But SABU, making a movie in 2009, shies away from endorsing communism and instead turns the scene on the Russian boat into an intentionally absurd fantasia of dancing girls and feasting Cossacks - in short, turning a scene meant to show how labor can be satisfying when done for the benefit of all into a scene that fantasizes a world without labor at all, only dancing and free food. At the end of the scene, a clownish translator imparts a version of "Russian" ideology that studiously avoids the language of Marxist or even collective action and instead talks vaguely of "finding" oneself, implying that the revolution will come from a personal change in individual mindset without any call to recognize the larger structures of power underpinning the exploitation occurring on the Japanese boat.
This replacement of a vocabulary for collective action with lines that basically boil down to a carnivalesque version of The Secret robs the latter part of the film of its potential power. The film exchanges its witty, puckish tone at this point for a rather sentimental and humorless melodramatic re-enactment of many of the key scenes from the novel, but it nonetheless continues to skirt around any idea of international proletarian community and resistance. The problem with this is that the film has played many aspects of these characters' situations and misery for laughs already, so demanding that we suddenly take them seriously doesn't work - it makes the workers' personal stakes seem flimsy and the sudden incursion into realism seem like a just further exercise in style.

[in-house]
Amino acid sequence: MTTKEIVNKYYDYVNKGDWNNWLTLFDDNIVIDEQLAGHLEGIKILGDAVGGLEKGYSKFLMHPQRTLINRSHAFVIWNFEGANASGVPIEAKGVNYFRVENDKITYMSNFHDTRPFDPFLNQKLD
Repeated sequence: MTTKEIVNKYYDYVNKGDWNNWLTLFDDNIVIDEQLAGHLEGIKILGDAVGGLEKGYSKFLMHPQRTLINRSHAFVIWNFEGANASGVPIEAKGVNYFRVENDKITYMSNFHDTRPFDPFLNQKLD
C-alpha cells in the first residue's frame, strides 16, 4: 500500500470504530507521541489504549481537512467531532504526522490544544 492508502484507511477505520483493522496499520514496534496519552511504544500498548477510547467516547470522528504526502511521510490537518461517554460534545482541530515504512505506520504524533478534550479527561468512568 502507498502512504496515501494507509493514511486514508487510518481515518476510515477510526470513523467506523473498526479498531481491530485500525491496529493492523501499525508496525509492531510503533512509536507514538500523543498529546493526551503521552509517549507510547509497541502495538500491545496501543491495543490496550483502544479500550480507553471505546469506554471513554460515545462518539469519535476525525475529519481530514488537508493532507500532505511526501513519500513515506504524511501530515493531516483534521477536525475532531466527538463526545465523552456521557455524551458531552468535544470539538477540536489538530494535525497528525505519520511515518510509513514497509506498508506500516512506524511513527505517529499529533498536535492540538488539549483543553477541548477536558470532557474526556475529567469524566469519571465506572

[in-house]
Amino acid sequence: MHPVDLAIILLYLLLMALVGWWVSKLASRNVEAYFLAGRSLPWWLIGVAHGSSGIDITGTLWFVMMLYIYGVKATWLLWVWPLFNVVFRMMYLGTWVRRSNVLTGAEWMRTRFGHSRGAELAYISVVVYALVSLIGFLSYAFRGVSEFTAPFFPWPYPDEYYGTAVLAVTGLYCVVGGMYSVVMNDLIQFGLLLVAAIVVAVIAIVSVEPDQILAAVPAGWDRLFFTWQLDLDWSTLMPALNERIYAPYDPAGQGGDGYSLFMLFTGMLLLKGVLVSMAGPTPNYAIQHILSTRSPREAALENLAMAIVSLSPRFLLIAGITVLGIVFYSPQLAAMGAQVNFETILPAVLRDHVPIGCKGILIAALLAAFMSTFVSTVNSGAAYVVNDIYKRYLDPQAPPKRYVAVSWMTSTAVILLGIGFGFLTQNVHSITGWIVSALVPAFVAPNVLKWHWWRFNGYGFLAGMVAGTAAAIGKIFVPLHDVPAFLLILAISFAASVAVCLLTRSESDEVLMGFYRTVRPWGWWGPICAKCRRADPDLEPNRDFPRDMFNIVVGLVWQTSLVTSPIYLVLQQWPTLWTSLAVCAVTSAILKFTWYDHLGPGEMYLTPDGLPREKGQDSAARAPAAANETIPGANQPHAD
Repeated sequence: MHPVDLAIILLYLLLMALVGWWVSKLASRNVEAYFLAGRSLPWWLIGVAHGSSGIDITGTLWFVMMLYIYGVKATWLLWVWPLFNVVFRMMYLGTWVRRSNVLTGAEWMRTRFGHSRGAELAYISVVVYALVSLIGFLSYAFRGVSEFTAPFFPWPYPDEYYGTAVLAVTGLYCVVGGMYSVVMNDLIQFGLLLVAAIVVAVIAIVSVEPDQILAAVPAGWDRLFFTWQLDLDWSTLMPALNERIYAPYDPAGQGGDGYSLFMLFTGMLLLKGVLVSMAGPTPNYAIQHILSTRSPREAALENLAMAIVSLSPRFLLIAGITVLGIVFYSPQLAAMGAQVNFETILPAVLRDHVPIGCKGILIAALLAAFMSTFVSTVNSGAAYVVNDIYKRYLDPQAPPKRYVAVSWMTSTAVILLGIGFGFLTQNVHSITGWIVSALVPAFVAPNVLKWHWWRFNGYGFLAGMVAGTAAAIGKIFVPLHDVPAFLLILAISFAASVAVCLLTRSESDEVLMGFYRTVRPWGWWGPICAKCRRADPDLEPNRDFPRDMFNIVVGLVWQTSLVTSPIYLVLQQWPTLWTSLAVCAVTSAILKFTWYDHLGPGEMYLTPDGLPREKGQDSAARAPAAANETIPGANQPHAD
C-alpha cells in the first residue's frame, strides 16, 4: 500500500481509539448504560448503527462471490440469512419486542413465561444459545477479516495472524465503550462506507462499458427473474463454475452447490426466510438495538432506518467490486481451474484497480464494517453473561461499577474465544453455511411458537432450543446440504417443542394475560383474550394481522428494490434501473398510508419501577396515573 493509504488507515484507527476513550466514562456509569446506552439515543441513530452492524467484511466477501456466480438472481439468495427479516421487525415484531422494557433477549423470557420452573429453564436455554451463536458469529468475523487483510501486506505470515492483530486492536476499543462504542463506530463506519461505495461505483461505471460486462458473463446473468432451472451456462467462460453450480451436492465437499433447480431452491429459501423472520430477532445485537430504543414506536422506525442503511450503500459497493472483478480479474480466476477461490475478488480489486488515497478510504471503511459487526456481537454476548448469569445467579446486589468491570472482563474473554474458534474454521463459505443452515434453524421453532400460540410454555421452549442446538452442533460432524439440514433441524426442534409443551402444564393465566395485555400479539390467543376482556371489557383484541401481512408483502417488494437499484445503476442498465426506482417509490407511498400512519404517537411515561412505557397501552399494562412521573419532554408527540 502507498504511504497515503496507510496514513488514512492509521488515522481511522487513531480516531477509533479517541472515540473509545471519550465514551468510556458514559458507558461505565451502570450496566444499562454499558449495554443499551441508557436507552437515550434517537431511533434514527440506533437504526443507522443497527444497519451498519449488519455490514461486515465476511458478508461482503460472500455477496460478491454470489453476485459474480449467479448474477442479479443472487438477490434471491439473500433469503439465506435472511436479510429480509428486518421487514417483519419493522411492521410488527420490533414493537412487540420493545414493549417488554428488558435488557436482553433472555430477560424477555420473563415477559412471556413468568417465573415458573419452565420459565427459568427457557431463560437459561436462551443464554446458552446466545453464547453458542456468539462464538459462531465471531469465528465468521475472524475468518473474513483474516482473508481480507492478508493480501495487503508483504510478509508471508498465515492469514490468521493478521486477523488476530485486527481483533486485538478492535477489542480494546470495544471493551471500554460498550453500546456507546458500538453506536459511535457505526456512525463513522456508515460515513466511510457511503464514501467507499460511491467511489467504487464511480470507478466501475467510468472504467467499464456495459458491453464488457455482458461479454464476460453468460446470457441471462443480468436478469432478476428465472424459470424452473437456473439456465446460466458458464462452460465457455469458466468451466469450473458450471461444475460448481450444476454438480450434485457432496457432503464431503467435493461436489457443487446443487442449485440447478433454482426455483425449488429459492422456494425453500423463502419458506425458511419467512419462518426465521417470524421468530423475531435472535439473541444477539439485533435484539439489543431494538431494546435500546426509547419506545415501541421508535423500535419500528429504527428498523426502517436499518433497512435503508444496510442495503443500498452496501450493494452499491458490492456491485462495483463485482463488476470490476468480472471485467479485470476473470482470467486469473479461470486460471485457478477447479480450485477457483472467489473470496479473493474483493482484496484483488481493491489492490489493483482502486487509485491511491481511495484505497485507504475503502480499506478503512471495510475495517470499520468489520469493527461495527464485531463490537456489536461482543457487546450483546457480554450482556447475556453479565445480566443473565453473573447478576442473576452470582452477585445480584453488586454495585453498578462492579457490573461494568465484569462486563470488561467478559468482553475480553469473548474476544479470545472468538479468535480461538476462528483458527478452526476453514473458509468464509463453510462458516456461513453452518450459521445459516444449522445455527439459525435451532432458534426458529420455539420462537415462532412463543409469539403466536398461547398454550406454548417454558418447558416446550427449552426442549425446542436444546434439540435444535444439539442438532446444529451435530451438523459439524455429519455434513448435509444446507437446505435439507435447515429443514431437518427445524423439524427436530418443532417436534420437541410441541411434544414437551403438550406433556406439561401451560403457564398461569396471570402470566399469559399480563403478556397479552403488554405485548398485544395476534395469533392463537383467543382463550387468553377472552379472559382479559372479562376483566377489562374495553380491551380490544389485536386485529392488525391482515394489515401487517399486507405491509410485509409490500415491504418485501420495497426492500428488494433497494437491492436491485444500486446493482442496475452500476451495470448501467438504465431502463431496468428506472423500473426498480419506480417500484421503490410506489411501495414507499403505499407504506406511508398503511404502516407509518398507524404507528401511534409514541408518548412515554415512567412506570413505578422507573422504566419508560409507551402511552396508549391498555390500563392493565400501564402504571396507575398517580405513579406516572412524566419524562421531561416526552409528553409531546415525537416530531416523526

All the same, Kanikôsen is a fascinating reading of the current political and cultural situation in Japan. The recession that started in the beginning of the 1990s has resulted in the erosion of the ability of the corporatist state to guarantee employment to even its educated class, and Japanese books and films (like Kiyoshi Kurosawa's recent Tokyo Sonata, to take one example) have been increasingly pre-occupied with issues of labor as a result. Proletarian novels from the 1920s and 30s, which had gone largely unread in the 1970s and 80s, have undergone a revival as a younger generation grasps for an alternative theory of labor and nation following the collapse of Japan's economic "miracle" and its inextricable fusion of public and private capital; this film itself, in large part, is the result of Kobayashi's novel becoming a surprise bestseller during the last year. And in this context, even its incoherency seems productive. At the beginning of film, the character who has crabs dumped on his head is shown later walking sideways, crab-like, evoking Chaplin's character in Modern Times imitating the machines he works with all too literally; in both cases, it is a madness that, visually, tells a truth about the dehumanization endemic to industrialized labor. It is in these moments that point toward a possible visual language for dealing with the madness of the present moment, resulting in a movie whose parts end up signifying more than its rather garbled whole.